For many people, the use of cloud-based banking aggregators such as Mint.com, Personal Capital, and related services like FileThis, are vital to keeping track of not just spending habits, but where their money is. With the ease of opening accounts at financial institutions online, it is possible to open accounts at institutions that do not necessarily have a physical presence nearby.
Some banks, like Ally, specialize in this. With the relative proliferation of credit cards, mortgages, student loans, investments, and other financial products—each often serviced by different companies—a significant number of people have a very real need to manage accounts across financial institutions.
SEE: Cyber defense in financial services: Trends, strategies, and best practices (Tech Pro Research)
The process of doing so, however, often requires disclosing account credentials to a third party service, which then logs in to your account and screen-scrapes information to display in their management interface. This is causing concern for banks, which are urging customers not to disclose their account credentials with third party services.
The case against cloud banking aggregators
The first step of practically any security policy is "do not share your username and password." Considering that the ability to use cloud banking aggregators is predicated on sharing your username and password, there is a very obvious cognitive dissonance involved in using these services.
Theoretically, when uploaded to cloud banking aggregators, financial account credentials are encrypted. While Mint.com has a strong record of security, their parent company Intuit has had various security issues, the most recent and notable of which happened earlier this year as tax returns were fraudulently submitted via TurboTax, either by having an existing TurboTax account compromised, or identity theft that occurred outside the program was used to submit fraudulent returns.
J.P. Morgan Chase goes as far as to tell users that by disclosing account credentials with third party services, customers are "putting your money at risk" and they "could be responsible for money you might lose as a result." However, federal banking laws known collectively as "Regulation E" (12 CFR 1005) greatly restrict end user liability for electronic fraud, even with the use of cloud banking aggregators.
Perhaps a more accurate assessment of the motivations behind these warnings is in profit—cloud banking aggregators generate revenue by analyzing your banking information and using that to sell financial products. For example, such a service would notice a savings account with an abnormally low APY, and prompt you to register with a competing bank, for which the company receives a referral fee from the servicing institution. If a user bypasses the website of their bank by instead using a cloud banking aggregator, this could feasibly result in potentially lost sales by the original bank.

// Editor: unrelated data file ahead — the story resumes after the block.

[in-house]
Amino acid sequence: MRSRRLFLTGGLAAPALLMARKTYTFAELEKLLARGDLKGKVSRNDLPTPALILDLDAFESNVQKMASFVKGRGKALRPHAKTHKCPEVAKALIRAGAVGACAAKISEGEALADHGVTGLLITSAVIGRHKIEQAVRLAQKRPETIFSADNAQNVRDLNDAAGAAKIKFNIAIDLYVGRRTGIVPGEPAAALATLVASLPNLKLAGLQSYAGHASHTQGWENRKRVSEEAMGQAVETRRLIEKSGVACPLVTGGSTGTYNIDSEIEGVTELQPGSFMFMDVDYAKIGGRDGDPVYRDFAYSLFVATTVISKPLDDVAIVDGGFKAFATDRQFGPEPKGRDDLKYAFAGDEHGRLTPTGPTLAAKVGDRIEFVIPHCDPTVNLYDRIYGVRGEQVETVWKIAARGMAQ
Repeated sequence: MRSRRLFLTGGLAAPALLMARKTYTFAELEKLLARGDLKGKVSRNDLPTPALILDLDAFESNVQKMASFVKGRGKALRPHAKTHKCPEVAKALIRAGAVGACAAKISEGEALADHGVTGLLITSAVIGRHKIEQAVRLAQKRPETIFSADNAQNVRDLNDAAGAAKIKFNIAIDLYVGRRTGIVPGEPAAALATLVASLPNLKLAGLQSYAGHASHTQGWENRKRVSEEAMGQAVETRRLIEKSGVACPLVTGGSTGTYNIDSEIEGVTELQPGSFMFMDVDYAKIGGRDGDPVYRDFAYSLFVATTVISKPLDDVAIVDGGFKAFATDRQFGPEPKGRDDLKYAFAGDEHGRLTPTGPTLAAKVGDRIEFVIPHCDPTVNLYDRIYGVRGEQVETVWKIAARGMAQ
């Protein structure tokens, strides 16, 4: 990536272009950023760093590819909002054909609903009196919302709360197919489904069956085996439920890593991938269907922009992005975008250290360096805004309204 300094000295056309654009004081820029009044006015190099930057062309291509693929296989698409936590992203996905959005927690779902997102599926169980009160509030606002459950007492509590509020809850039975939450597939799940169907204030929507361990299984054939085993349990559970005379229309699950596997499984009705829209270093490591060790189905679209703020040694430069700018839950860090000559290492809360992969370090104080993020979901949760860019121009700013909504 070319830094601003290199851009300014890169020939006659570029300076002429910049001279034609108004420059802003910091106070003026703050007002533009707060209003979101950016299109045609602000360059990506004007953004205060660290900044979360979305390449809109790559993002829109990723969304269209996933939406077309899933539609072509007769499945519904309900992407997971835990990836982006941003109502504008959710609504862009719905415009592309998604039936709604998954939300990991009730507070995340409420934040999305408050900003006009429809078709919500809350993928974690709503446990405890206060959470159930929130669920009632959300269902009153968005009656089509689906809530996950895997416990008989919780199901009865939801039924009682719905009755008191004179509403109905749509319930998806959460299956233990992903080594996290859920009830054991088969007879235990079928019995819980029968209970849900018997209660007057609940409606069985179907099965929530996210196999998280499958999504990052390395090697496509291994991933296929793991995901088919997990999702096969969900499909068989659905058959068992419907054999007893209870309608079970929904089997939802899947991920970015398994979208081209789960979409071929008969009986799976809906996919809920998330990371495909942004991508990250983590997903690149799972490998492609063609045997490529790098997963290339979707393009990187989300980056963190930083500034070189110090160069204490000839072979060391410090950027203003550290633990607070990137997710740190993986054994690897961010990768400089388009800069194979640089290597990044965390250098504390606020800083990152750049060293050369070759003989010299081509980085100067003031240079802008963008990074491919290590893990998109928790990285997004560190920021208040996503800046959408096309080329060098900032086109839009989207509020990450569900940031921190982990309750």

The case for cloud banking aggregators
The suggestion that users of cloud banking aggregators are at risk is a difficult one for banks to make, particularly as banks themselves have a particularly spotty history of data security. In 2014, J.P. Morgan Chase was the victim of a particularly large hack of 83 million accounts, 76 million of which were personal accounts, the remainder of which were small businesses.
In 2013, 14 GB of internal data from Bank of America was released by Anonymous. The Lazarus Group, perhaps best known for their high profile hack of Sony Pictures Entertainment, has recently been hacking various banks internationally.
Additionally, information about how customers spend money is inherently the property of the customer. While banks (particularly the credit card market) package usage analytics as a product to be sold, the ability for customers to access their own spending habits should not be infringed.
Searching for an elegant solution
While the risk associated with sharing your banking account credentials with a cloud banking aggregator is non-zero, the chance of an actual issue occurring due to this is minimal, assuming the aggregation service in question has done their due diligence in securing user-submitted information. The ugly part of this equation is the way the sausage is made, so to speak—screen scraping is an ugly legacy technology that should not be relied upon in 2016.
While systems like Plaid and Wells Fargo work on APIs that allow cloud banking aggregators to access data without needing full account credentials, implementing solutions on a per-bank level would be particularly challenging for developers. In order to truly solve this issue, an open API and XML-based transaction standard are necessary for easing the pain of managing bank accounts for financial institutions, aggregator developers, and end users.
What's your view?
Do you use a cloud banking aggregator? Have you experienced difficulties getting that service to connect to your bank account to update data? Share your experiences in the comments.
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James Sanders is a Tokyo-based programmer and technology journalist. Since 2013, he has been a regular contributor to TechRepublic and Tech Pro Research.